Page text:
In what appears to be an unprecedented move, SCOTUSblog is giving space to President Obama to frame the issues for his nomination to the Supreme Court. As Joe Biden might say, it’s a bunch of malarkey. Let’s get to it.
He gets off to a bad start: “The Constitution vests in the President the power to appoint judges to the Supreme Court.” Almost true. The Constitution does say that the President has plenary power to nominate judges, but it also says that the appointment power (i.e. actually delivering the commission of office) depends on the Senate’s “advice and consent.” The appointment power can only be exercised with the advice and consent of the Senate, whereas the power to nominate is purely executive. In fact, nearly the whole statement makes the same intentional mistake, referring to the Presidential power simply as appointment when in fact he only has unfettered power to nominate.
Then after a bit of boilerplate about qualifications, he takes an obviously insincere stab at sounding moderate (emphasis added): “Second, the person I appoint will be someone who recognizes the limits of the judiciary’s role; who understands that a judge’s job is to interpret the law, not make the law. I seek judges who approach decisions without any particular ideology or agenda, but rather a commitment to impartial justice, a respect for precedent, and a determination to faithfully apply the law to the facts at hand.”
Nobody believes that. Not. For. A. Minute. Set aside that Obama has already ruled out appointing a moderate to replace Justice Scalia. Do we really think that this president, faced with an opportunity to create the most liberal Supreme Court in decades, is going to risk nominating someone who will faithfully interpret the Constitution? Do we really think liberal special interest groups wouldn’t run him out of town on a rail if he did?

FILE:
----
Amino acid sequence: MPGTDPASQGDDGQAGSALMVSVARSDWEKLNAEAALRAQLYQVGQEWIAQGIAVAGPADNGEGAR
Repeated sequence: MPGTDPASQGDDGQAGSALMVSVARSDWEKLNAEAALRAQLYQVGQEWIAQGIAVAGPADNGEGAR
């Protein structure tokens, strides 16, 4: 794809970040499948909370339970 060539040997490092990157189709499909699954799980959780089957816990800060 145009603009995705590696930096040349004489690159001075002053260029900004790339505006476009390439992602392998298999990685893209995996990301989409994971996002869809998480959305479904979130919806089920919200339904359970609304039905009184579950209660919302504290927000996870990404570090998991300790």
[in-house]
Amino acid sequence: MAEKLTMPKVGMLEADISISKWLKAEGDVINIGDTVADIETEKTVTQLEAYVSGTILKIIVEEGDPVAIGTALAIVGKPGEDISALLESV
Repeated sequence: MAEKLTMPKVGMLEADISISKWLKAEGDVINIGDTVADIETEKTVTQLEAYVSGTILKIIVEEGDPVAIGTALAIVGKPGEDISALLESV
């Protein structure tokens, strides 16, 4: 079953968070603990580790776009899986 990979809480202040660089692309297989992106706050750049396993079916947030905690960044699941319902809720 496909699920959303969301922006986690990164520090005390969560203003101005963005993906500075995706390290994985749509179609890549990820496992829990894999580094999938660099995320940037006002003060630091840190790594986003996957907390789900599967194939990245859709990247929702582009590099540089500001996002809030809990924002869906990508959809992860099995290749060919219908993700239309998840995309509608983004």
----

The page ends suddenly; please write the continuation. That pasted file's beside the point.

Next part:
If you are still inclined to believe Obama words, let’s review some Obama deeds. His first Supreme Court nominee, Justice Sotomayor, famously reassured Senators during confirmation hearings that she “accepted and applied” the critical Second Amendment case of District of Columbia v. Heller while a judge, but once on the Supreme Court, Sotomayor joined her liberal colleagues to argue that Heller never should have affirmed an individual right to bear arms for self-defense in the first place. His second nominee, Justice Kagan, likewise told the Senate during solicitor general confirmation hearings that “There is no federal constitutional right to same-sex marriage.” But she backtracked on that in her nomination hearings for the Supreme Court, and after she was confirmed to the high court, she voted to create such a right.
Anyway, after trying to claim the high ground, the statement creates an escape hatch for all of his previous statements about fidelity to the law, claiming that judges must have “life experience earned outside the classroom and the courtroom” that “suggests he or she views the law not only as an intellectual exercise, but also grasps the way it affects the daily reality of people’s lives[.]” Aside from ruling out an academic, this paragraph opens up the prospect of a nominee with no fixed judicial philosophy who can be receptive to the needs of liberals in the future. Instead of couching the extremism in terms of a “living constitution,” though, the statement frames it as a question of “understanding” people’s lives in “a big, complicated democracy, and in rapidly changing times.” The obvious message is: Fellow liberals, don’t worry; I’m confident that this person will manipulate legal principles to achieve “just” and “fair” (by which he means “progressive”) outcomes.
The Administration is already working hard to portray their eventual nominee as a moderate, but don’t buy it. He or she will be anything but.
This post has been updated.